Monday, October 27, 2014
It Hurts Sometimes
As I genuflected, a pain shot through my upper thigh; it’s been that way these past few days. Meanwhile, I’ve been doing some exercises trying to strengthen my weak arm muscles causing tennis elbow pain, and it seems a bit better. One pain lessens, and another increases. I guess in old age it always hurts sometimes.
When I go for my workouts Nick, my trainer, accommodates my pains and my weaknesses. Today we’ll probably skip those squats which stretch the thigh muscles --- he’ll have to find some other way to torture me, :-). I pay Nick for his services, but it is worth it; I am getting stronger. Some days though, there are pains, and some days my muscles just don’t have the strength to complete the reps required. When that happens, and Nick can see me straining to do the last few reps, he’ll gently put his hand over mine, taking some of the weight off me, but still requiring that I bear what I can.
I guess God is like that with us. He helps us carry our crosses sometimes, but still we must carry them. He doesn’t make them disappear. I think that’s an important lesson to remember, that just knowing He is there is a lightening of our load --- we are not alone, even when sometimes it just hurts.
This weekend I was asked to join the board of a non-profit which runs homes for mentally challenged adults, children in mind who grew too old to live at home, but too mentally young to live alone. The organization ensures they live semi-independently, finding them jobs and only stepping in to help when some tasks are more than they can accomplish --- kind of like Nick helping me when the weight is too heavy some days. Now the organization’s hundred-plus children are aging, and facing new limitations, as are their caregivers. My experiences and contacts as a caregiver and with eldercare resources are being sought by the organization’s board of directors to develop a strategy and plans for the future they foresee.
I’ll do my homework and pray on their request, asking the Lord: “Is it I Lord? Is this what You’d have me do?”
I’ve dealt with this organization in the past, and its charges. The direct caregivers the organization hires are special people; the ones they care for often grow angry with them as they try to help. I think it’s a combination of frustration at what they can’t do, and their limited mental capacities, which they are well aware of. I recall my brother’s words when he noticed that people perceived his mental weakness: “I’m just a little slow,” he said, never in anger. He was indeed a special man. But dealing with these others who more readily grow angry is something which I am considering; if I accept this new challenge I will undoubtedly be in contact with them more often. I’m not sure how well I will measure up to the task.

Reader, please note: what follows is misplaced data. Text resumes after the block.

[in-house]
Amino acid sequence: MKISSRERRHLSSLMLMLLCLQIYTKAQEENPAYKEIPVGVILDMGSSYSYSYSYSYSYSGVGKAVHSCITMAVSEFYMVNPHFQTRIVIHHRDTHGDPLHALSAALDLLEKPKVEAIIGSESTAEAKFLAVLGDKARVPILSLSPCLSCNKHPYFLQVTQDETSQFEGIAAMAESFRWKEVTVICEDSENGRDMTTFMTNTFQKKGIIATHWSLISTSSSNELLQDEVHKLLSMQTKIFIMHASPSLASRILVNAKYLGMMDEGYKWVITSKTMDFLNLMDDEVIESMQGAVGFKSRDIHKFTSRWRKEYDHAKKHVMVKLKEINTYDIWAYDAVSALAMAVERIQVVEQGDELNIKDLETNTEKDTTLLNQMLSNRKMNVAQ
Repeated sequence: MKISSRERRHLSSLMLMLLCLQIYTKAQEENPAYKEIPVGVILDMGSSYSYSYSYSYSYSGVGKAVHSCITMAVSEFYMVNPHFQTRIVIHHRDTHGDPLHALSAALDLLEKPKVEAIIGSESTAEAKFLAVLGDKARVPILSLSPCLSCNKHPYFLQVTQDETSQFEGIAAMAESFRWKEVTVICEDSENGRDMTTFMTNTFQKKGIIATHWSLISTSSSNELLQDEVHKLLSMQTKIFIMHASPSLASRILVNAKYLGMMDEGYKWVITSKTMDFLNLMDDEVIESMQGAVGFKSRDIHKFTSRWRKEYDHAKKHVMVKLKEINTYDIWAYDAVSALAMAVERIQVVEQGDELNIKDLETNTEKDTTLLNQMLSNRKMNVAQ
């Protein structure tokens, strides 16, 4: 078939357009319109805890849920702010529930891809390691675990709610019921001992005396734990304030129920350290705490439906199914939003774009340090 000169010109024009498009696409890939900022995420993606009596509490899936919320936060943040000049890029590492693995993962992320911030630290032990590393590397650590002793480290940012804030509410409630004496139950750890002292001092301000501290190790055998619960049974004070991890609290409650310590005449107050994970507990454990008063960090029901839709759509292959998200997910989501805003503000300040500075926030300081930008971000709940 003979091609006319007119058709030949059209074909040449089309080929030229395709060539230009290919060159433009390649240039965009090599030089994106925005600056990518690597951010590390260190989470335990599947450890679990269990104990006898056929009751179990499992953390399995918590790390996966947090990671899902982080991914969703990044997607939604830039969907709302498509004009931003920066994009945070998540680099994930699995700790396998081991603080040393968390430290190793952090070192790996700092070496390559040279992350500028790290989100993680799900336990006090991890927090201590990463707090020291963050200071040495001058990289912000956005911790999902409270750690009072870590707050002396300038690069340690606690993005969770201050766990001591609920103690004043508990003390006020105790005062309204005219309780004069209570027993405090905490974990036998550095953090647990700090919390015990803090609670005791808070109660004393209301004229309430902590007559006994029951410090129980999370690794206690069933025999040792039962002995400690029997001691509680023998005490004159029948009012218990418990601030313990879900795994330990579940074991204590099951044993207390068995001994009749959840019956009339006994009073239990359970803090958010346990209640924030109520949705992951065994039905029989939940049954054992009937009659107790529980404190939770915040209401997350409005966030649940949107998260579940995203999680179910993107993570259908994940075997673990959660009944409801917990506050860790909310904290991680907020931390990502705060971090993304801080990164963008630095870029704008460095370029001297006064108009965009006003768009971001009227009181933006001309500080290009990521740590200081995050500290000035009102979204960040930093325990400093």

Even as those thoughts were in my mind, the priest this morning said his short homily at mass, and included these words: “Some people who need our love will get angry at us when we give it. We need to love them anyway.”
It hurts sometimes, when it seems we’re not appreciated, when it seems we’re not loved, or life just isn’t what we would like it to be. Sometimes we have to bear these pains anyway, knowing God will shoulder some of them, if it is beyond our strength. But still, He expects us to bear our part.
I have these things to think and pray on.
- - - - - - - - - -
I was out raking leaves yesterday afternoon. I noticed my neighbor was doing the same. A thought came to me, and I stopped and called him over to the fence to have a chat. “Look at that,” I said, pointing up at the large tree in the middle of his yard. “How many bags of leaves do you think are still on that tree?” He stared and then replied: “I don’t want to even think about it. Do you think I should get it cut down?” I looked aghast at him. “No, that would be a big mistake. You need that tree for the shade it gives your patio, for when you do your cookouts. No, cutting it down would be a major error.”
We stared up at the tall tree for a few more moments. “No, what I was thinking as I was raking was that you and your wife aren’t getting any younger. Maybe it’s time for you to have some kids. I’m thinking of maybe ten-year old and perhaps twelve-year old boys. Now they might be some work, but I’d help you with teaching them some important things, like cutting the grass or raking leaves. Heck, if you had them before Christmas I’d even buy them some snow shovels for presents.” He smiled. “No, I don’t think anything will happen before Christmas, but in six months something will,” as he announced his wife’s pregnancy. “Well, I guess that’s a start,” I said.
“I guess I can stand ten more years of raking ---- maybe.”
It’s funny how God talks to us, isn’t it? The touch from a physical trainer, the words from a priest, or the neighbor across the fence. He shows us little things to let us know He is there, always there.
Take the time to consider how He’s there for you, too ---- perhaps especially when it hurts sometimes.